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Your Terminal is a Powerful Productivity Tool

Written by 
Fabio Posada
Senior Software Engineer
Your Terminal is a Powerful Productivity Tool
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The terminal is an important tool for developers, so in this blog post, we are going to talk about how it can improve your productivity.

Table of contents

When you use the terminal, it allows you to do many complicated things just by typing a few commands. Here are a few of my favorites:


Z Shell (Zsh) is a UNIX command interpreter originally written by Paul Falstad. You can find the instructions for the installation here and it works for Linux, Mac, and Windows as well.

There is a popular framework for zsh called oh-my-zsh. Oh My Zsh can help in managing your zsh configuration and comes with a themes repository. By combining this with the preferences of your terminal you can create a beautiful shell to work with. Personally, I like the robbyrussell and agnoster themes; the latter works better using fonts from PowerLine fonts.

Zsh has some interesting features. For example, the autocomplete works for both paths and commands, and it's great when you don't remember exactly how to write them.


Zsh + Visual Studio 

If you are using VSCode as your code editor, you can integrate zsh into its features. Just go to Settings and edit the configuration of the terminal inside the features/terminal option.


In my case, I use Linux, so my settings look like this:

-- CODE language-bash keep-markup --
"terminal.integrated.automationShell.linux": "/bin/zsh"

"terminal.integrated.automationShell.linux": "/bin/zsh"

Scripts for common tasks

Let’s say you want to build and deploy a react application and that app will be inside an Nginx web server.

Normally, you would have to do a fresh install of the application, the npm dependencies, build the react app, copy the output of the build into Nginx, and then restart Nginx service. This is a repetitive task that you can eliminate by writing a script.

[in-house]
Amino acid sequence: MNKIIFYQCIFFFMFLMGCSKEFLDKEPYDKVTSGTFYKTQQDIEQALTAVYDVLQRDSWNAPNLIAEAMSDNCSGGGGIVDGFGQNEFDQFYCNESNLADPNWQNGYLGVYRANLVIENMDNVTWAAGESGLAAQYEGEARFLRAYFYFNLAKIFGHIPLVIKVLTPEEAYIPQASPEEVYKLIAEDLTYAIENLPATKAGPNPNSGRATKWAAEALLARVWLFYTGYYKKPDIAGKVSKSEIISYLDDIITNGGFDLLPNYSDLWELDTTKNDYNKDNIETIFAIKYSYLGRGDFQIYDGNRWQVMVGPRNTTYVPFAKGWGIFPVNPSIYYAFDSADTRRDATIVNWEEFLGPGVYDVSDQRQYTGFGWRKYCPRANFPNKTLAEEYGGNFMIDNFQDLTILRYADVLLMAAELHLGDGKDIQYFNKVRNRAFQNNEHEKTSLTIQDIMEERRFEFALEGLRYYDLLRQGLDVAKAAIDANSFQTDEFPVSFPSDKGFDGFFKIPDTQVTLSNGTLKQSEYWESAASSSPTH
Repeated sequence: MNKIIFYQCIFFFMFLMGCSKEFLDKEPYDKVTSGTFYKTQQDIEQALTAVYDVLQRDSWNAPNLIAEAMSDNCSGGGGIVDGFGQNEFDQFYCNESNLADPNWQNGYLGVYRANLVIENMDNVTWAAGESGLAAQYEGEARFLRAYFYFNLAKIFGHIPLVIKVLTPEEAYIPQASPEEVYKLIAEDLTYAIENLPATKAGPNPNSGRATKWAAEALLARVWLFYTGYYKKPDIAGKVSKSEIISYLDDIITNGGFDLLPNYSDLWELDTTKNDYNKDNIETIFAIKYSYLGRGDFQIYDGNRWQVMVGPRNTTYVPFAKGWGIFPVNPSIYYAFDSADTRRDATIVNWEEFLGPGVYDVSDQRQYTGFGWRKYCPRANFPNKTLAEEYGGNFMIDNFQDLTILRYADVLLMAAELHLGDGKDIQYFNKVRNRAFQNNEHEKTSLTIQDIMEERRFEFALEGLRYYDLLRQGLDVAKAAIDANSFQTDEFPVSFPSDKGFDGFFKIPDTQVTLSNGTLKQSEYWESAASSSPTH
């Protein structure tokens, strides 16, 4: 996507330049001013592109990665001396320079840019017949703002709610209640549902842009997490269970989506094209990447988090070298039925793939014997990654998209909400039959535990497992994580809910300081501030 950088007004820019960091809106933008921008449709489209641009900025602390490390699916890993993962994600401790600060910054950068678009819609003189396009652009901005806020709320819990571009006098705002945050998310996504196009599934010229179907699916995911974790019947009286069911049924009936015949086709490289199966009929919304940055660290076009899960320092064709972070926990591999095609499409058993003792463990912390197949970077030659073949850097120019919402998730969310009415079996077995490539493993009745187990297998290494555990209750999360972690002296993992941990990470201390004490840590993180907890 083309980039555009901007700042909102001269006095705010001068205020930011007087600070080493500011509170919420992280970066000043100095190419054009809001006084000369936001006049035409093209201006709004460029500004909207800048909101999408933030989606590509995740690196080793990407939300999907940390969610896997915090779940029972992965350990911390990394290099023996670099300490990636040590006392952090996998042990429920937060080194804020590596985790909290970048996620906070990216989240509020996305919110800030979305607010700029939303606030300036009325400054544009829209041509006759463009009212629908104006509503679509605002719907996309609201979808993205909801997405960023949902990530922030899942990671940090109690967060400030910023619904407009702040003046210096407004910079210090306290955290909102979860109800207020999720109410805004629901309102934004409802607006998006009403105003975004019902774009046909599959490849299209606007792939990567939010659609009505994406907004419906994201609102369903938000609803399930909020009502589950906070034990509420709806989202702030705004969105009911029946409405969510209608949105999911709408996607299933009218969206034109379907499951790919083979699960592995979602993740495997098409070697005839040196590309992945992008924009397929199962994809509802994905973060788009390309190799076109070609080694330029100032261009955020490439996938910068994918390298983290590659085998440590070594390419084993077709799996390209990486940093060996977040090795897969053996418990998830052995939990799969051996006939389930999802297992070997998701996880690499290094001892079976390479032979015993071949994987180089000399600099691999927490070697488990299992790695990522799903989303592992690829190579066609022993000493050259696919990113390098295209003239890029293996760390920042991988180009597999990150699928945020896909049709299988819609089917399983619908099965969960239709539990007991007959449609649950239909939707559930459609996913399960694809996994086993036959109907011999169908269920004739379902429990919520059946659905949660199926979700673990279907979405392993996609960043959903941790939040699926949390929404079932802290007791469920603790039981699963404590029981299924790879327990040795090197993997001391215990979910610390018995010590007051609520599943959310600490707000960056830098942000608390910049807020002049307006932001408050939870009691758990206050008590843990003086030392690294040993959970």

Let's see how to do it from a script file:

1. Create a file deploy.sh on the root directory

2. Write the commands that you need, for example:

npm install
npm run build
cp dist/* /var/www/html
service nginx restart

3. Change the file to execute mode:

By default a bash file does not have the execution permission enabled, so we will need to add this permission explicitly.

-- CODE language-bash keep-markup --
chmod u+x ./deploy.sh

4. Execute the file:

-- CODE language-bash keep-markup --

And that's it! So, the next time you want to deploy, you just need to execute one file instead of four commands.

Some more useful commands


Changes the file mode.

-- CODE language-bash keep-markup --
chmod u+x ./deploy.sh


If you want to know where is located the executable bin try

-- CODE language-bash keep-markup --
which git


Provides you a list of your previous command

1990  neofetch
1991  which ls
1992  which
1993  which git
1994  chmod --help
1995  which git


Allows you to see the manual about a command

-- CODE language-bash keep-markup --
man chmod


Allows you to copy files or directories, in this example, we are copying all files in dist folder to /var/www/html folder.

-- CODE language-bash keep-markup --
cp dist/* /var/www/html


Allows you to move files or directories, let’s see an example.

-- CODE language-bash keep-markup --
mv file.txt target_directory


If you need to read the content of a file this command is useful

cat file.txt
File content

I hope this brief overview gives you an idea of the things you can do with your terminal. 

Fabio Posada
Written by
Fabio Posada
Fabio Posada

When I was 22 years old, a developer told me,  "Development is not just code, it's an entire world in your head ready to emerge and create amazing things. It's your mark in the world." I abandoned my degree in design for one in systems engineering and I never looked back. As a Software Engineer, I love the fresh challenges and acquired knowledge that each project brings. I thrive on working on projects that matter in people's lives; currently, I'm writing the code to manage Philips's ultrasound technology. I'm most at home using React and other JavaScript frameworks for their ability to seemingly do anything. When I'm not programming, I enjoy playing videogames, watching soccer, and playing with my son.

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